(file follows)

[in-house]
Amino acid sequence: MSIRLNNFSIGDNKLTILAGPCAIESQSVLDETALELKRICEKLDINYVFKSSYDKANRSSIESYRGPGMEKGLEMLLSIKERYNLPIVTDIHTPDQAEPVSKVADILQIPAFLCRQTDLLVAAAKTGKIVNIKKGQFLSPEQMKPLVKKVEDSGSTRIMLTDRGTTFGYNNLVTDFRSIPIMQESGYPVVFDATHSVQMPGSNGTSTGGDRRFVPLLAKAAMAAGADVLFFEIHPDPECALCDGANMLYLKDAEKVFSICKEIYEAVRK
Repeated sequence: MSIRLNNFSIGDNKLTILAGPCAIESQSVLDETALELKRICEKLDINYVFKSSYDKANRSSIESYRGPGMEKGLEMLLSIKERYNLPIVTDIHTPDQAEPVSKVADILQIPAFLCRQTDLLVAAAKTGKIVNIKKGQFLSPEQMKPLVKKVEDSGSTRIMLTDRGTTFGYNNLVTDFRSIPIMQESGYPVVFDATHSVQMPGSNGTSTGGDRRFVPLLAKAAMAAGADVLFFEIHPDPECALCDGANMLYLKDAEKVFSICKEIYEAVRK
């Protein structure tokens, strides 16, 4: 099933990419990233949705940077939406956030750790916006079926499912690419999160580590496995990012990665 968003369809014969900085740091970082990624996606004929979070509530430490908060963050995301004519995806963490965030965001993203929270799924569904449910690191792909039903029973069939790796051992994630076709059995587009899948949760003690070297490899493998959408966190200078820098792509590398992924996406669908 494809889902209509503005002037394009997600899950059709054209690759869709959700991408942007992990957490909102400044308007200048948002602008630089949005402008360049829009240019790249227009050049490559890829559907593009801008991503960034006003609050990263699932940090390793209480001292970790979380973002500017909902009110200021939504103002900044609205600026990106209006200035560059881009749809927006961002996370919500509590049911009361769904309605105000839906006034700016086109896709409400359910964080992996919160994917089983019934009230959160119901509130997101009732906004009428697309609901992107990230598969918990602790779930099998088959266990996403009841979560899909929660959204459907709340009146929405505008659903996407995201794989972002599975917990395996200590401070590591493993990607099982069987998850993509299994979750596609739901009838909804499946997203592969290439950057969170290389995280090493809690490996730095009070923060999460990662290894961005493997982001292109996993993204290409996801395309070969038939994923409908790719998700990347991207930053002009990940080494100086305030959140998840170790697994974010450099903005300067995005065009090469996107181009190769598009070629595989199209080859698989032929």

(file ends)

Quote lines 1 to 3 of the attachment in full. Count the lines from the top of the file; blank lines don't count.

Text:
[in-house]
Amino acid sequence: MSIRLNNFSIGDNKLTILAGPCAIESQSVLDETALELKRICEKLDINYVFKSSYDKANRSSIESYRGPGMEKGLEMLLSIKERYNLPIVTDIHTPDQAEPVSKVADILQIPAFLCRQTDLLVAAAKTGKIVNIKKGQFLSPEQMKPLVKKVEDSGSTRIMLTDRGTTFGYNNLVTDFRSIPIMQESGYPVVFDATHSVQMPGSNGTSTGGDRRFVPLLAKAAMAAGADVLFFEIHPDPECALCDGANMLYLKDAEKVFSICKEIYEAVRK
Repeated sequence: MSIRLNNFSIGDNKLTILAGPCAIESQSVLDETALELKRICEKLDINYVFKSSYDKANRSSIESYRGPGMEKGLEMLLSIKERYNLPIVTDIHTPDQAEPVSKVADILQIPAFLCRQTDLLVAAAKTGKIVNIKKGQFLSPEQMKPLVKKVEDSGSTRIMLTDRGTTFGYNNLVTDFRSIPIMQESGYPVVFDATHSVQMPGSNGTSTGGDRRFVPLLAKAAMAAGADVLFFEIHPDPECALCDGANMLYLKDAEKVFSICKEIYEAVRK